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When a ray travels in a depth-stratified medium,
Snell's parameter is constant along the ray.
If the ray emerges at the surface,
we can measure the distance *x* that it has traveled,
the time *t* it took, and its apparent speed *dx*/*dt*=1/*p*.
A well-known estimate for the earth velocity contains this apparent speed.

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(18) |

To see where this velocity estimate comes from,
first notice that the stratified velocity *v*(*z*) can be parameterized
as a function of time and take-off angle of a ray from the surface.
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(19) |

The *x* coordinate of the tip of a ray with Snell parameter *p* is
the horizontal component of velocity integrated over time.
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(20) |

Inserting this into equation (18)
and canceling *p*=*dt*/*dx* we have
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(21) |

which shows that the observed velocity is the ``root-mean-square'' velocity.
When velocity varies with depth,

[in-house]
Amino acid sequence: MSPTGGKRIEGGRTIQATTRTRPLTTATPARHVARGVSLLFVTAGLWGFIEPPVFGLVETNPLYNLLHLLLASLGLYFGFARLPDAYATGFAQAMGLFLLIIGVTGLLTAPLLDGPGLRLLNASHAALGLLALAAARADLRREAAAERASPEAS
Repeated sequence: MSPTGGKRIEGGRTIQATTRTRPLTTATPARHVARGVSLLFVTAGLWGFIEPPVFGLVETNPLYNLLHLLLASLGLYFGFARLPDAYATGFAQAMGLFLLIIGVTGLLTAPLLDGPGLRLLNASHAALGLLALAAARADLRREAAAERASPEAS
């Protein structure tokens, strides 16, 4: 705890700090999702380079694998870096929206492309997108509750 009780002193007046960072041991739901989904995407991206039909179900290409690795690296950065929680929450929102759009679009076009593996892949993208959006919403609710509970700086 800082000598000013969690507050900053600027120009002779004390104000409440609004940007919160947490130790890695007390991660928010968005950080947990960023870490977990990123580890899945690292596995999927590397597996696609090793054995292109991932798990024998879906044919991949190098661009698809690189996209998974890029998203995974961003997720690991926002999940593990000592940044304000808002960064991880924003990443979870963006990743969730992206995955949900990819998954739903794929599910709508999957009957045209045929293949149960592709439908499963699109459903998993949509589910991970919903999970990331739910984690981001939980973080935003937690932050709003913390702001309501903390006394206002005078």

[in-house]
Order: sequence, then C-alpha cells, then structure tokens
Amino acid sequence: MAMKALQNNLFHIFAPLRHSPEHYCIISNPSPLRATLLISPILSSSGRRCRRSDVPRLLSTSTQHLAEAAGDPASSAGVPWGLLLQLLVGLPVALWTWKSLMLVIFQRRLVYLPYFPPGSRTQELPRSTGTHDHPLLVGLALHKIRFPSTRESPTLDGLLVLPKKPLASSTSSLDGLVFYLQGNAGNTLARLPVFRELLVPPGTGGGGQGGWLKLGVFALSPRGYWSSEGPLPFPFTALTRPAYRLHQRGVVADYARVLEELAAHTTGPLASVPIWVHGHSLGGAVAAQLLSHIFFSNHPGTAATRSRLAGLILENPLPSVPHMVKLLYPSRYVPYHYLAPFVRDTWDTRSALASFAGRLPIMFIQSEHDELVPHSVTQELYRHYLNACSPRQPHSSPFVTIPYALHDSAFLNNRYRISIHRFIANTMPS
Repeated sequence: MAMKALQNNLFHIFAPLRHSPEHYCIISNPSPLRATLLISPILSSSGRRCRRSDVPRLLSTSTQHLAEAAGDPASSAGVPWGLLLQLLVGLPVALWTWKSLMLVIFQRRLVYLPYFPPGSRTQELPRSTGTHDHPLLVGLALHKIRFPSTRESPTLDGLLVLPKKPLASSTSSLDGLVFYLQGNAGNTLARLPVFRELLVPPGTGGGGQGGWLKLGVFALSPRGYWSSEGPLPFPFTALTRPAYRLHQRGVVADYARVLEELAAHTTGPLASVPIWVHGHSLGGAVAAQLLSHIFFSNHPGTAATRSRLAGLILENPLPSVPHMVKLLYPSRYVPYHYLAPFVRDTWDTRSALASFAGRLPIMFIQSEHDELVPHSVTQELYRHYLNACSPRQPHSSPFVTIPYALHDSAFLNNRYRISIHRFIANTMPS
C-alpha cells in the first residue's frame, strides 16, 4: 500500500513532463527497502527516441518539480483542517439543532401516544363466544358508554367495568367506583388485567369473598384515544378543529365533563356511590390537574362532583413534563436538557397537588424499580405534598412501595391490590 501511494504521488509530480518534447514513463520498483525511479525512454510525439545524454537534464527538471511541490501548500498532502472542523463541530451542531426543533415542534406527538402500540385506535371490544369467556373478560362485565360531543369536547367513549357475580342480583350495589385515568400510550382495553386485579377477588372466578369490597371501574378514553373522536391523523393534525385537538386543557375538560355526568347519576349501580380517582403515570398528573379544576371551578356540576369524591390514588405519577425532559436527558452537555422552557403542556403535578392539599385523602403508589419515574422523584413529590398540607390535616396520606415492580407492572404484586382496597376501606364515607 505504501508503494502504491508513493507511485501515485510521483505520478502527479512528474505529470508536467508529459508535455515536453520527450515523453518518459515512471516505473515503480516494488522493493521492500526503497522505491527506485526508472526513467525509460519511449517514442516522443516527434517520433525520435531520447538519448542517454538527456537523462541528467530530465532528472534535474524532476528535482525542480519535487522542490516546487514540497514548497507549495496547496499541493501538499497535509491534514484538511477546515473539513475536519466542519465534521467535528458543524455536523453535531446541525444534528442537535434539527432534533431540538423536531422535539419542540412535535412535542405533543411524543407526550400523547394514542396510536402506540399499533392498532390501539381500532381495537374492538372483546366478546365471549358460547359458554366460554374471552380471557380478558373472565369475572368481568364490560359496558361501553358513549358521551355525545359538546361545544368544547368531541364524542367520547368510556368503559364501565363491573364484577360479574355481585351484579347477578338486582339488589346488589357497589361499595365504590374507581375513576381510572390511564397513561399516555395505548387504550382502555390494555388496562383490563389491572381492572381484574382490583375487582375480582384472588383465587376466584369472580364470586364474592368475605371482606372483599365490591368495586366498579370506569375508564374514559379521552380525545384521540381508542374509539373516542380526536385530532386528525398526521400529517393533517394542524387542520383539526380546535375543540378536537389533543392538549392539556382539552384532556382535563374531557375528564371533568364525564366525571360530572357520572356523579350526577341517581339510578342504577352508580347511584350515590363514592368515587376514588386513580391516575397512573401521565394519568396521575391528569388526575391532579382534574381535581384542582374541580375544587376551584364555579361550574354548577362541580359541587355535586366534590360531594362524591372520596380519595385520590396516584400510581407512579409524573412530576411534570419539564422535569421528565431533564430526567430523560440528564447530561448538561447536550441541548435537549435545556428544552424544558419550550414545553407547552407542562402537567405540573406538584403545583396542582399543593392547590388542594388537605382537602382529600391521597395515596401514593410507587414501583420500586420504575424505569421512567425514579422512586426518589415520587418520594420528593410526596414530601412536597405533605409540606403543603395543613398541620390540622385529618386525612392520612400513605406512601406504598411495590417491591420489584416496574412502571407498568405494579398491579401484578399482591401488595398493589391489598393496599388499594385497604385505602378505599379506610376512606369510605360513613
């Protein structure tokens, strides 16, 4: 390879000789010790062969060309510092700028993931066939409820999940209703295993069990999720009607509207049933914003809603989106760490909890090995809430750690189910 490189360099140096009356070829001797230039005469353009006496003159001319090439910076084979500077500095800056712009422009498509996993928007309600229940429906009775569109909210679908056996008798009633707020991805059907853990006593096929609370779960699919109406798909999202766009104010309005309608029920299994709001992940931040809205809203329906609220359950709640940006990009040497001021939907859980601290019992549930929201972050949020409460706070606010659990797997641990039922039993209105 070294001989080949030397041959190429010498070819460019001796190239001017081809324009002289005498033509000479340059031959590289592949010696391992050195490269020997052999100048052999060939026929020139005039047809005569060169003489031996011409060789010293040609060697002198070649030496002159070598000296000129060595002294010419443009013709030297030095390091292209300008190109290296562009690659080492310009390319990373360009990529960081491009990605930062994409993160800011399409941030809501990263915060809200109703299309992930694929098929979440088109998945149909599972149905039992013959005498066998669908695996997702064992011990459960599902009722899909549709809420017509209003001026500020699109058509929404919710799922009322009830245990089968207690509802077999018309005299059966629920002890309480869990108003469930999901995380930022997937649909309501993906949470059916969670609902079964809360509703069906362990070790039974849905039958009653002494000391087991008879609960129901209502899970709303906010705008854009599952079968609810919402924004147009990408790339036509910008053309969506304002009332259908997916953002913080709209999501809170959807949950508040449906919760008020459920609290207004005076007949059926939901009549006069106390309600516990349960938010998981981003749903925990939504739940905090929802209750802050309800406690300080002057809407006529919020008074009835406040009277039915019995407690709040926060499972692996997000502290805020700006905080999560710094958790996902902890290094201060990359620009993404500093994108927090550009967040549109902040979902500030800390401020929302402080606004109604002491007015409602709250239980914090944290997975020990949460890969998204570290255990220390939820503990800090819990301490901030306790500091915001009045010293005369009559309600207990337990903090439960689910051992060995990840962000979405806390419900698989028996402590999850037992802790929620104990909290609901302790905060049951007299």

the traveltime curve is only roughly a hyperbola.
If we break the event into many short line segments where the
*i*-th segment has a slope *p*_{i} and a midpoint (*t*_{i},*x*_{i})
each segment gives a different and we have the unwelcome chore of assembling the best model.
Instead, we can fit the observational data to the best fitting hyperbola
using a different velocity hyperbola for each apex,
in other words,
find so this equation
will best flatten the data in -space.

| |
(22) |

Differentiate with respect to *x* at constant getting
| |
(23) |

which confirms that the observed velocity
in equation (18),
is the same as no matter where you measure
on a hyperbola.

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** Up:** CURVED WAVEFRONTS
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Stanford Exploration Project

12/26/2000